Friday’s bond market has opened in negative territory following stronger than expected consumer spending data (1.1% jump) and a positive open for stocks. The stock markets are reacting favorably to the data and decent earnings results last night. The Dow is currently up 95 points while the Nasdaq has gained 29 points. The bond market is currently down 14/32, which will likely push this morning’s mortgage rates higher by approximately .250 of a discount point.
The Commerce Department gave us this morning’s big economic news with the release of September’s Retail Sales report. It showed a 1.1% jump in retail level spending, greatly exceeding forecasts of a 0.6% increase. Even if more volatile auto-related transactions were excluded, sales rose 0.6% when analysts were expecting to see only a 0.3% rise. This means consumers were spending much more last month than many had thought. Since consumer spending makes up two-thirds of the U.S. economy, this is good news for stocks because it boosts corporate earnings outlooks. However, it is bad news for the bond market and mortgage rates since it hints that the economy may be stronger than we think, making long-term securities such as mortgage-related bonds less attractive to investors. That has led to this morning’s bond weakness and increase in mortgage pricing.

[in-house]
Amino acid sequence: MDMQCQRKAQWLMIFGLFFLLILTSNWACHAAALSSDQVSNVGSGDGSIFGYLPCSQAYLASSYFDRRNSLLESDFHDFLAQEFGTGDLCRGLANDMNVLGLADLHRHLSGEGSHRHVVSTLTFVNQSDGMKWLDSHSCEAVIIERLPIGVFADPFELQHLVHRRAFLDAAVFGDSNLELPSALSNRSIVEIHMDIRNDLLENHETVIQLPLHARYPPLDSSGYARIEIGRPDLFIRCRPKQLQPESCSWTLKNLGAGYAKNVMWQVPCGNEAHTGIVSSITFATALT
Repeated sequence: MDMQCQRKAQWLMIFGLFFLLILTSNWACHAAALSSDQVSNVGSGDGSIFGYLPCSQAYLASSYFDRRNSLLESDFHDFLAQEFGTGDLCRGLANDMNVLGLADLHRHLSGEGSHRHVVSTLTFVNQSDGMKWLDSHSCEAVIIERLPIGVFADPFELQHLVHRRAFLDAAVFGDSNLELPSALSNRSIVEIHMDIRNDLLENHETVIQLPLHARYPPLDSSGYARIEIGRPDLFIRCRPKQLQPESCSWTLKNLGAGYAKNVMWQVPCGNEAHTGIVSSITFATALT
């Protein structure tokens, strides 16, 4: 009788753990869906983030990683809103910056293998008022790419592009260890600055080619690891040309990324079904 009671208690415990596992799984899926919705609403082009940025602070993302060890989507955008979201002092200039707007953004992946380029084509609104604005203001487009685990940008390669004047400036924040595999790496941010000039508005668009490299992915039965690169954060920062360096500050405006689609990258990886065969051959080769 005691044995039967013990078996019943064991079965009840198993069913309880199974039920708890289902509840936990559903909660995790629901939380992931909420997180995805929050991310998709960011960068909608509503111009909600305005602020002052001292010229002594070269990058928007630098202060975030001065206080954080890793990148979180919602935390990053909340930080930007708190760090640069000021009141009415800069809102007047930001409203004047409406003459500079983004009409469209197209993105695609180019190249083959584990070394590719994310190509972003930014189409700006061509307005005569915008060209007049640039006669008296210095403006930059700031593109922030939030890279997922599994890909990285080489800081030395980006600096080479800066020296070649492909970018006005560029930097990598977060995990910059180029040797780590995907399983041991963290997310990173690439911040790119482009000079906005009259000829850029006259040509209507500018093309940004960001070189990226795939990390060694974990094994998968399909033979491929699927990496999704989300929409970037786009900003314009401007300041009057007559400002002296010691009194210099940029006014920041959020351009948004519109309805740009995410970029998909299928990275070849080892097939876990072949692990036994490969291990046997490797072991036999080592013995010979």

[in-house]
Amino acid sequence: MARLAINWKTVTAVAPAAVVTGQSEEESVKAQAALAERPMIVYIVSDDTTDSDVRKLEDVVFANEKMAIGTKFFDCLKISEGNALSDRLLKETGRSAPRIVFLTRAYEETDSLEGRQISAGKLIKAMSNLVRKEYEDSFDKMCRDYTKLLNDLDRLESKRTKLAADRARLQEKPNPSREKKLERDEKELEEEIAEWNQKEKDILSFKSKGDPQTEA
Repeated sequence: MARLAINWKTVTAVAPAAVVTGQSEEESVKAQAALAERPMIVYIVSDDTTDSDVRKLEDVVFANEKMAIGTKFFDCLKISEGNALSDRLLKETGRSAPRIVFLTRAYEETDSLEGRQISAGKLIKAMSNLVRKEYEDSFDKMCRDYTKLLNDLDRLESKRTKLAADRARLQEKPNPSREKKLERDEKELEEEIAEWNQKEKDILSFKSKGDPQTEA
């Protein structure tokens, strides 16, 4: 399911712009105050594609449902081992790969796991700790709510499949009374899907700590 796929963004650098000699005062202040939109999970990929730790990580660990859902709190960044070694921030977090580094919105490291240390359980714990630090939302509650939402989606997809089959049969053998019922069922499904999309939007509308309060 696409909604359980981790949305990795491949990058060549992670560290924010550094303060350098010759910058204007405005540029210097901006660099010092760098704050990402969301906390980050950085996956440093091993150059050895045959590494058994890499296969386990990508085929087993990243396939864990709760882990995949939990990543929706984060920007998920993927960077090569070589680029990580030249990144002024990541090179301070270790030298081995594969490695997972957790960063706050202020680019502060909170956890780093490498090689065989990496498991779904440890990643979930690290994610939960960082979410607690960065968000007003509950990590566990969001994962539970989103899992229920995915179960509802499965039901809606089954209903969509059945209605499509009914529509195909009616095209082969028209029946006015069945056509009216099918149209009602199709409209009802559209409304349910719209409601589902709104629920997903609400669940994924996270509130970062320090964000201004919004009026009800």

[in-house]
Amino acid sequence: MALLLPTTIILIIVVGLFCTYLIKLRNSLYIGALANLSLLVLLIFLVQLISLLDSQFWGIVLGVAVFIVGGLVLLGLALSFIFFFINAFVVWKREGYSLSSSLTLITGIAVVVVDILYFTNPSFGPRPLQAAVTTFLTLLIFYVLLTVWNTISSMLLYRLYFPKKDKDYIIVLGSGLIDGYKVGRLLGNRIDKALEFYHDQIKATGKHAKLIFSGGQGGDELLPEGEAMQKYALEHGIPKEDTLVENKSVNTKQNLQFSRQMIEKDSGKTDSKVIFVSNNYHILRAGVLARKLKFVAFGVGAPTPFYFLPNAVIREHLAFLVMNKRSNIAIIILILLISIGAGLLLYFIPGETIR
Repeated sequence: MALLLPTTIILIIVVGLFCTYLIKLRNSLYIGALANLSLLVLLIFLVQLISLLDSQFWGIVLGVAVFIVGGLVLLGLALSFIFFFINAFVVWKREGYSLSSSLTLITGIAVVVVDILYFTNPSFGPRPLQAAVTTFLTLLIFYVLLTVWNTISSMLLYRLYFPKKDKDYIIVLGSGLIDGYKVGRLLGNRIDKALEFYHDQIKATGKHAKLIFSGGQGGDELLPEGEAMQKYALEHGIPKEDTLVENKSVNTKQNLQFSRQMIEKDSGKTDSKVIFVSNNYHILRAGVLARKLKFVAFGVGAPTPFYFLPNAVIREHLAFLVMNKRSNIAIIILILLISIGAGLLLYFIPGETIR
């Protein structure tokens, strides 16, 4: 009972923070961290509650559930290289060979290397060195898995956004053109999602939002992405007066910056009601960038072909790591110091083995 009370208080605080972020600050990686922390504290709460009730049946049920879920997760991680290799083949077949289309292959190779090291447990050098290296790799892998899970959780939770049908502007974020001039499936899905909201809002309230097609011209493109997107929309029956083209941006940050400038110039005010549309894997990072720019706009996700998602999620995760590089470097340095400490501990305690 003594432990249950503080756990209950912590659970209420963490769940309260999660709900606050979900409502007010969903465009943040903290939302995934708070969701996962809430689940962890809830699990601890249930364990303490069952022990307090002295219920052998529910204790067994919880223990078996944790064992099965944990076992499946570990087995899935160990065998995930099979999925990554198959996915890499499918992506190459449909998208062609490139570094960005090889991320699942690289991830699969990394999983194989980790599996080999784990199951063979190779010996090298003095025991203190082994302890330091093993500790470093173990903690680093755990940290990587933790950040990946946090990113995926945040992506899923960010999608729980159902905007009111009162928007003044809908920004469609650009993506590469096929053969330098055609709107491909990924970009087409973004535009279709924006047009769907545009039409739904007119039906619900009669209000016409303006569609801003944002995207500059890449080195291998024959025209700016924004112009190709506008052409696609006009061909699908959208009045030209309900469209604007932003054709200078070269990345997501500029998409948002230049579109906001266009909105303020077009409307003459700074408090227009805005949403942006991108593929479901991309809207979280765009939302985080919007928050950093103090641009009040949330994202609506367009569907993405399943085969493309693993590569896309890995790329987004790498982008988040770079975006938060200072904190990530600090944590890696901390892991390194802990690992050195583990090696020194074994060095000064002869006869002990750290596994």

Also posted this morning was October’s preliminary reading to the University of Michigan’s Index of Consumer Sentiment. It revealed a reading of 57.5 that fell short of the 60.0 that was expected. This means surveyed consumers were more pessimistic about their own financial situations than last month. That is favorable news for the bond market because it is it believed that waning consumer confidence translates into lower levels of consumer spending. If consumers are more worried about losing their job or paying the mortgage, they are less likely to make a large purchase in the near future. Today’s early report contradicts that, but the sales data measures past spending while the sentiment index gives us an indication of future spending. Unfortunately, the sale data carries more significance in the market and is the focus of this morning’s trading.
Next week has a handful of reports scheduled for release that may influence mortgage rates. There is relevant data coming mid-morning Monday when we will get September’s Industrial Production data. The rest of the week is fairly busy with the release of several other reports including two key inflation readings, a couple of housing sector reports, the Fed Beige Book and a speaking engagement by Fed Chairman Bernanke.